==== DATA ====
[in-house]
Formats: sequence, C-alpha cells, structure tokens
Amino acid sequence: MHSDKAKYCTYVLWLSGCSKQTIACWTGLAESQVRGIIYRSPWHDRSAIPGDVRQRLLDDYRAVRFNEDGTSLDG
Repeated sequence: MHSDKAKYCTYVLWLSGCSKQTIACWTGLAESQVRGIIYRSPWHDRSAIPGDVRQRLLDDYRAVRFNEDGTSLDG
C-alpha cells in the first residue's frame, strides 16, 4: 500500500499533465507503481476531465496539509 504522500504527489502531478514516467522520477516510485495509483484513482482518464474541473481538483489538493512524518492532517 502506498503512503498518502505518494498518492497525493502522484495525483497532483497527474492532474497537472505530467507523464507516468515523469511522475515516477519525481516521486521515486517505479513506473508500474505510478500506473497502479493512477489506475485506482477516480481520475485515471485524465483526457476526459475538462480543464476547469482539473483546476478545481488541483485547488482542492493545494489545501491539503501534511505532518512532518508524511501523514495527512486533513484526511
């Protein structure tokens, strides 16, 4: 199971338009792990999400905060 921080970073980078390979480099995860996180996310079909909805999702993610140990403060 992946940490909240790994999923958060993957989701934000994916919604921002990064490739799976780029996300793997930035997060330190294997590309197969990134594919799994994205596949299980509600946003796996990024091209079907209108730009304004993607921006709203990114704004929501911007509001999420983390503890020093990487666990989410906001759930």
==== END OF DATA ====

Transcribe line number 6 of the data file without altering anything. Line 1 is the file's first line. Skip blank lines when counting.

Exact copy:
């Protein structure tokens, strides 16, 4: 199971338009792990999400905060 921080970073980078390979480099995860996180996310079909909805999702993610140990403060 992946940490909240790994999923958060993957989701934000994916919604921002990064490739799976780029996300793997930035997060330190294997590309197969990134594919799994994205596949299980509600946003796996990024091209079907209108730009304004993607921006709203990114704004929501911007509001999420983390503890020093990487666990989410906001759930």